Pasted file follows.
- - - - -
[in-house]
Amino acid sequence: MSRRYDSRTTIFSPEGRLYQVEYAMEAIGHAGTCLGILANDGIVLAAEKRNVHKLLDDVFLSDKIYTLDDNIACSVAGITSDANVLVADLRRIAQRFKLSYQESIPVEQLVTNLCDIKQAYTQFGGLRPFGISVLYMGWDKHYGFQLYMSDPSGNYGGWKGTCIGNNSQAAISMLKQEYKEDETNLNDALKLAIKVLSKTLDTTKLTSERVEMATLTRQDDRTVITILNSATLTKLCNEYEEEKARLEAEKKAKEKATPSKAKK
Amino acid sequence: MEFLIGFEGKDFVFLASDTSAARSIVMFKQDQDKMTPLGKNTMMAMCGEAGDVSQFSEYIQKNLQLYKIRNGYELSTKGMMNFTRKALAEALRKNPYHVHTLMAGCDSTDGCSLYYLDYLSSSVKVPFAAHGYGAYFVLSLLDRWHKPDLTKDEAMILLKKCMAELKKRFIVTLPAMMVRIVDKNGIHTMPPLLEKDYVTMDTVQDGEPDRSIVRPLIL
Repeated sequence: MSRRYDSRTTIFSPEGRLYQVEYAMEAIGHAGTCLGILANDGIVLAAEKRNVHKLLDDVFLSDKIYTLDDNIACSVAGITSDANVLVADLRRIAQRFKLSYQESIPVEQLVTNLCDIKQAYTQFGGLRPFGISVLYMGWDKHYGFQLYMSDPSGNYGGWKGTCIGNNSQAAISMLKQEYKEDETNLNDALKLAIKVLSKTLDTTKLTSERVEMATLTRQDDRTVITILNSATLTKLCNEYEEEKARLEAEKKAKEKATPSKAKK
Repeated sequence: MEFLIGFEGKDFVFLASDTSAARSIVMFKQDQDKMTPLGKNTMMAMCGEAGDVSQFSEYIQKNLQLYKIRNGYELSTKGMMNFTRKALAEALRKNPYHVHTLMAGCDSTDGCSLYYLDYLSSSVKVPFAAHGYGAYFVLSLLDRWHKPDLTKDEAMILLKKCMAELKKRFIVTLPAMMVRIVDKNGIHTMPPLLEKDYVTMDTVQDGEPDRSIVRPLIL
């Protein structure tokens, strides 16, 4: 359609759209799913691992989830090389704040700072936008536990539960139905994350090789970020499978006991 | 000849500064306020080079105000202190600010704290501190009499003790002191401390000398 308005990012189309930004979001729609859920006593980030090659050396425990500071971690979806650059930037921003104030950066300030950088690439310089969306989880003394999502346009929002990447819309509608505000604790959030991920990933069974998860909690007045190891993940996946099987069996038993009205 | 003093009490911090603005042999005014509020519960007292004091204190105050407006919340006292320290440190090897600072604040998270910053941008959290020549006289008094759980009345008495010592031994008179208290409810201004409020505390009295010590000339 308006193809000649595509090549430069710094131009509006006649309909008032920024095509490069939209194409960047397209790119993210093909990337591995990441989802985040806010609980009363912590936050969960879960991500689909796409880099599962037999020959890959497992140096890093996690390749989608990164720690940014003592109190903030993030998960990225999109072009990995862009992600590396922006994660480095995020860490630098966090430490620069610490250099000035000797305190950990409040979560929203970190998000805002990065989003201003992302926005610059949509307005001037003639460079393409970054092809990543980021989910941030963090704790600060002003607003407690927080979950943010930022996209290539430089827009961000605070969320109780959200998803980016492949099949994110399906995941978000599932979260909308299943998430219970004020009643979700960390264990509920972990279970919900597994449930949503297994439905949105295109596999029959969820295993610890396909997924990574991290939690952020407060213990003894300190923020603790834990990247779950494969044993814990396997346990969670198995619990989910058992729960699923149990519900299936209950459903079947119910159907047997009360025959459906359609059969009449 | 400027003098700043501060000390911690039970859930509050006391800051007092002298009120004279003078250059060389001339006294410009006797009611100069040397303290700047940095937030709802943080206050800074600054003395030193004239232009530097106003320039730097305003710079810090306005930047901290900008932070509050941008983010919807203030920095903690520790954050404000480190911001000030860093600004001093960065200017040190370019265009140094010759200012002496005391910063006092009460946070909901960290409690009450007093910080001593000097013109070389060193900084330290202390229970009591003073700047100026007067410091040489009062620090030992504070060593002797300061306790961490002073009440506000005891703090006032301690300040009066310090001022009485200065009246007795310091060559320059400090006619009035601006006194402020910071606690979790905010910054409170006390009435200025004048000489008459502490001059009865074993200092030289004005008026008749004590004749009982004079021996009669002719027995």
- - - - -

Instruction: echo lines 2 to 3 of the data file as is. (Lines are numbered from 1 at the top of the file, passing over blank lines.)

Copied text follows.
Amino acid sequence: MSRRYDSRTTIFSPEGRLYQVEYAMEAIGHAGTCLGILANDGIVLAAEKRNVHKLLDDVFLSDKIYTLDDNIACSVAGITSDANVLVADLRRIAQRFKLSYQESIPVEQLVTNLCDIKQAYTQFGGLRPFGISVLYMGWDKHYGFQLYMSDPSGNYGGWKGTCIGNNSQAAISMLKQEYKEDETNLNDALKLAIKVLSKTLDTTKLTSERVEMATLTRQDDRTVITILNSATLTKLCNEYEEEKARLEAEKKAKEKATPSKAKK
Amino acid sequence: MEFLIGFEGKDFVFLASDTSAARSIVMFKQDQDKMTPLGKNTMMAMCGEAGDVSQFSEYIQKNLQLYKIRNGYELSTKGMMNFTRKALAEALRKNPYHVHTLMAGCDSTDGCSLYYLDYLSSSVKVPFAAHGYGAYFVLSLLDRWHKPDLTKDEAMILLKKCMAELKKRFIVTLPAMMVRIVDKNGIHTMPPLLEKDYVTMDTVQDGEPDRSIVRPLIL